TOKYO (REUTERS) - Japan on Friday (Jan 6) recalled its ambassador to South Korea and its consulate general in Busan over a statue commemorating Korean women forced to work in Japanese military brothels during World War Two, and said the statue violated an agreement to resolve the issue.
Tokyo also said it's suspending discussions on a Japan-South Korea currency swop over the dispute.
The two nations agreed in 2015 that the issue of “comfort women”, which has long plagued ties between the two Asian neighbours, would be “finally and irreversibly resolved” if all conditions of the accord – which included a Japanese apology and a fund to help the victims – were met.
The statue, which depicts a young, barefoot woman sitting in a chair, was erected near the Japanese consulate in the southern South Korean city of Busan at the end of last year.
Chief Cabinet Secretary Yoshihide Suga said the statue was “extremely regrettable” and that Japan was temporarily recalling its ambassador.
Japanese Prime Minister Shinzo Abe and US Vice-President Joseph Biden touched on the issue in a phone conversation on Friday, the Foreign Ministry said.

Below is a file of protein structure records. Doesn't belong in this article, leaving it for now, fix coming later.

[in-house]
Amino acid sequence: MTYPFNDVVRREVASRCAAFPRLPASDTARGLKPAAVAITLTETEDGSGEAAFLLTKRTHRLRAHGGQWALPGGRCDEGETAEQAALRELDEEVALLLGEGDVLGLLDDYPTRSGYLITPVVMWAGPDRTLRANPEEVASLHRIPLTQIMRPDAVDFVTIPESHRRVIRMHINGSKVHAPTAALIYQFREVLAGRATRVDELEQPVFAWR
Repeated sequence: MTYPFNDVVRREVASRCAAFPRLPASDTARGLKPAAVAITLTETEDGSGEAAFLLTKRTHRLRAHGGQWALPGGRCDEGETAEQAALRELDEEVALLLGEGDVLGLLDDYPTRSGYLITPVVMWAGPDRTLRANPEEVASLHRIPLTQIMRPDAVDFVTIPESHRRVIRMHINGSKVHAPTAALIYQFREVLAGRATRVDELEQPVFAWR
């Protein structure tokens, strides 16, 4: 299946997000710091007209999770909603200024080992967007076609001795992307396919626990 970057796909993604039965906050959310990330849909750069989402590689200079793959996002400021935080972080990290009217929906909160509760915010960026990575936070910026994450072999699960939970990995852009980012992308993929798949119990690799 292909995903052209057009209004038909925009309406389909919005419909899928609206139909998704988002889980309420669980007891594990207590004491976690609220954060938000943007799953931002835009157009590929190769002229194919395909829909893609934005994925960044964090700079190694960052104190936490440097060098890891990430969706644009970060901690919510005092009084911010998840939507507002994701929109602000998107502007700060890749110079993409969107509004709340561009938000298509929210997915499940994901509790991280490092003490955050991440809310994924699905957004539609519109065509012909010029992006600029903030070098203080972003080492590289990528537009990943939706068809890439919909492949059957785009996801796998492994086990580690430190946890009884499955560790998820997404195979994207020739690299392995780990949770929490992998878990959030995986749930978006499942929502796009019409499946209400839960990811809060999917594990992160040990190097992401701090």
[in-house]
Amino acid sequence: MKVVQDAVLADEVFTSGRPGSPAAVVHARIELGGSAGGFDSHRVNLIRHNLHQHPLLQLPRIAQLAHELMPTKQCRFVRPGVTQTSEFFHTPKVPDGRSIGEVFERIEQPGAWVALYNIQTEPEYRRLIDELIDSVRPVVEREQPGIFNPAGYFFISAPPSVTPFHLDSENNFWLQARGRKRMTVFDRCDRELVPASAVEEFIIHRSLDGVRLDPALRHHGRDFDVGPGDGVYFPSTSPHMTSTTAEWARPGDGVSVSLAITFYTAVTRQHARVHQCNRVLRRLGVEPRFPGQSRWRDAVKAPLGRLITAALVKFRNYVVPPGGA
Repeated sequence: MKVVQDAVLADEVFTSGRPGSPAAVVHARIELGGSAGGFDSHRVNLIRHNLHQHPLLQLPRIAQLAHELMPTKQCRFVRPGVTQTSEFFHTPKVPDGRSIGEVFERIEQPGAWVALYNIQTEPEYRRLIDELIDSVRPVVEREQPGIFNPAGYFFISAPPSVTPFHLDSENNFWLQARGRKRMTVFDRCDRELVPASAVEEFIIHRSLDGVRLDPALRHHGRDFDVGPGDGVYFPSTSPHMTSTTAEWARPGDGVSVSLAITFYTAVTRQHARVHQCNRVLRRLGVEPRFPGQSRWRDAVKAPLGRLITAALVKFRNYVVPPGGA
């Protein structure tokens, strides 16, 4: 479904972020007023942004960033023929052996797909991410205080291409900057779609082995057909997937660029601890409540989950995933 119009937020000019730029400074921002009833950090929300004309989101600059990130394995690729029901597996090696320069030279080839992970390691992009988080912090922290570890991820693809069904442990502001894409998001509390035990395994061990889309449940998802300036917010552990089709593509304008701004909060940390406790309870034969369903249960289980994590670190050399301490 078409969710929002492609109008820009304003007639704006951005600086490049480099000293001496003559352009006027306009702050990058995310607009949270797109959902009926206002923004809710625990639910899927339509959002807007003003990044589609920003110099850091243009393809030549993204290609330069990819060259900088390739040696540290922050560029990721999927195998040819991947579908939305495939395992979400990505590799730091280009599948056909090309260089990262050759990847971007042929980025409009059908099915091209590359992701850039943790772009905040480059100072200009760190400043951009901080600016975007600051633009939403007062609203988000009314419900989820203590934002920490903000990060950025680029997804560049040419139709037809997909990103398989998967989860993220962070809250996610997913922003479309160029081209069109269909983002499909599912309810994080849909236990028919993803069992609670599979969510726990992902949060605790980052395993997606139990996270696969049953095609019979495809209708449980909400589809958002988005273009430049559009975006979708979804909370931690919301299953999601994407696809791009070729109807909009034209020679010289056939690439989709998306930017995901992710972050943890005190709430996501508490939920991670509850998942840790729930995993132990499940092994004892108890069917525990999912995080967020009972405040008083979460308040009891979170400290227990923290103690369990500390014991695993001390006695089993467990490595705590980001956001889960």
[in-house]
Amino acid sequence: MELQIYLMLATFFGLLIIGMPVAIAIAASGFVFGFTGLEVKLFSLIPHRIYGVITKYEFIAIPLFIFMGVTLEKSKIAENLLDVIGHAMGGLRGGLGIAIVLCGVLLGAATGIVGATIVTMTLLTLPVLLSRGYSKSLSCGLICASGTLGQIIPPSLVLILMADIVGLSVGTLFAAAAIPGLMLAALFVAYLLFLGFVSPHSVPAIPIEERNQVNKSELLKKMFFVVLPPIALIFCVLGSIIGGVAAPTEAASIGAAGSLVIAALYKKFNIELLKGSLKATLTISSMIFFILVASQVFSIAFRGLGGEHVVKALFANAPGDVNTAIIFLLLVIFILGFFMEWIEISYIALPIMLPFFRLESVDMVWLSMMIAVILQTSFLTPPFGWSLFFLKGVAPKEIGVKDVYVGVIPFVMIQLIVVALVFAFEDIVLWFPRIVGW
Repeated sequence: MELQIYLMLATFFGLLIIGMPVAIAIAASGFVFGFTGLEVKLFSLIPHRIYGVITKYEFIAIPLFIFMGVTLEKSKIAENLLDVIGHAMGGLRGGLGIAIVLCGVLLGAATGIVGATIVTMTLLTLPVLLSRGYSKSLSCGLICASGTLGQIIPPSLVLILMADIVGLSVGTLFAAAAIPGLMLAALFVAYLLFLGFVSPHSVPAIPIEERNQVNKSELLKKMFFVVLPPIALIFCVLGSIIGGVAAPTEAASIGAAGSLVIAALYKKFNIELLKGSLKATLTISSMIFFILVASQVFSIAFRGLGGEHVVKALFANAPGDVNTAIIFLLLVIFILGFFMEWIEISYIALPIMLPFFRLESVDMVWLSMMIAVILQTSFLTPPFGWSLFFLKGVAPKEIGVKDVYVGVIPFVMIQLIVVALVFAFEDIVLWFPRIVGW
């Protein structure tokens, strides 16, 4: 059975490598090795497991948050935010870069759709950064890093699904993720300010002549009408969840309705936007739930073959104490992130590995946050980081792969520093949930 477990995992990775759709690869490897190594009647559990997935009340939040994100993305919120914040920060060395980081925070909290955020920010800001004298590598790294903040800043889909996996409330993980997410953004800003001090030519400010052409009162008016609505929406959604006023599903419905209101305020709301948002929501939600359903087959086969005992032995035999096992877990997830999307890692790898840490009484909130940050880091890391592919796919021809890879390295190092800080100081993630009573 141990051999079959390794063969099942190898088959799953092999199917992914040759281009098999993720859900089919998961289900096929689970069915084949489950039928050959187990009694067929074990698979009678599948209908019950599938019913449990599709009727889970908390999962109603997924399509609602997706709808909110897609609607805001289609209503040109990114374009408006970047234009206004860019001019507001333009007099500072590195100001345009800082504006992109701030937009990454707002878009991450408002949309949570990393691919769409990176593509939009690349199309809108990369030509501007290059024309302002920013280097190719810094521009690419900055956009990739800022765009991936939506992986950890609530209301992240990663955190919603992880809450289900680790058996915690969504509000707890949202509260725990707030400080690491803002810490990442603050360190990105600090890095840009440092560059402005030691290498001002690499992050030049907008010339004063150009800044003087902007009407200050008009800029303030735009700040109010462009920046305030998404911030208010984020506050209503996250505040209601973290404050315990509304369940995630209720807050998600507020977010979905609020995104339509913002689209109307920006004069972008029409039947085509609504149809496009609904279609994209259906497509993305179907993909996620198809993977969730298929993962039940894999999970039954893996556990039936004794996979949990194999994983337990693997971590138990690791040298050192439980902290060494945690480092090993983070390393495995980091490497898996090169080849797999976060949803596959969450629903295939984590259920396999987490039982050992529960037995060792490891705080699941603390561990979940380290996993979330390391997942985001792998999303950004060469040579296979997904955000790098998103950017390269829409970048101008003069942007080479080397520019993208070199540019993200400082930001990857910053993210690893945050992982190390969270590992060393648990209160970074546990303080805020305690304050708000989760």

The United States, keen for improved ties between its two major Asian allies in the face of an assertive China and unpredictable North Korea, had welcomed the 2015 agreement.
Mr Biden told Mr Abe that Washington strongly expected the two nations to carry out the agreement, which it supports, a ministry statement said.
Mr Abe agreed and said doing anything against the agreement was “not a constructive move”, the statement added.
Mr Suga said Japan would postpone bilateral “high-level”economic dialogue and that it was suspending talks on a new currency swop arrangement with South Korea.
“Without building relations of trust, it won’t stabilise,” Finance Minister Taro Aso reporters, referring to the currency swop arrangement.
South Korea’s Finance Ministry on Friday expressed regret that talks on the currency swop agreement had been suspended due to political reasons.
The term “comfort women” is a euphemism for girls and women, from South Korea, China, the Philippines and elsewhere, forced to work in wartime Japanese military brothels. South Korean activists estimate that there may have been as many as 200,000 Korean victims.